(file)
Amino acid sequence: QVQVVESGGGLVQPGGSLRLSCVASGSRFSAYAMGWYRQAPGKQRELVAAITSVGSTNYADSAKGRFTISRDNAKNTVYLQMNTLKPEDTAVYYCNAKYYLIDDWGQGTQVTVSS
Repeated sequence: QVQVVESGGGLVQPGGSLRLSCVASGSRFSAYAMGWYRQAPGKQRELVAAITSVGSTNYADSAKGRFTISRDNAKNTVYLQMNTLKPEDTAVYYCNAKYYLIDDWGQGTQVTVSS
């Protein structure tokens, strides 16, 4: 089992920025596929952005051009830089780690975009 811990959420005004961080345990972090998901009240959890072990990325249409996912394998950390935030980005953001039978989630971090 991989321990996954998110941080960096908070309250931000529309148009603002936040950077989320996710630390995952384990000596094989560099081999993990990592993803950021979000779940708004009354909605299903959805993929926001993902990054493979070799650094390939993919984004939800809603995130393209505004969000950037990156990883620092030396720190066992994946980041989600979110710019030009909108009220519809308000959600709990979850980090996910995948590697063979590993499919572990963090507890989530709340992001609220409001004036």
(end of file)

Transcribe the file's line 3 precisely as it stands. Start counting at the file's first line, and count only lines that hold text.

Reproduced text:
């Protein structure tokens, strides 16, 4: 089992920025596929952005051009830089780690975009 811990959420005004961080345990972090998901009240959890072990990325249409996912394998950390935030980005953001039978989630971090 991989321990996954998110941080960096908070309250931000529309148009603002936040950077989320996710630390995952384990000596094989560099081999993990990592993803950021979000779940708004009354909605299903959805993929926001993902990054493979070799650094390939993919984004939800809603995130393209505004969000950037990156990883620092030396720190066992994946980041989600979110710019030009909108009220519809308000959600709990979850980090996910995948590697063979590993499919572990963090507890989530709340992001609220409001004036």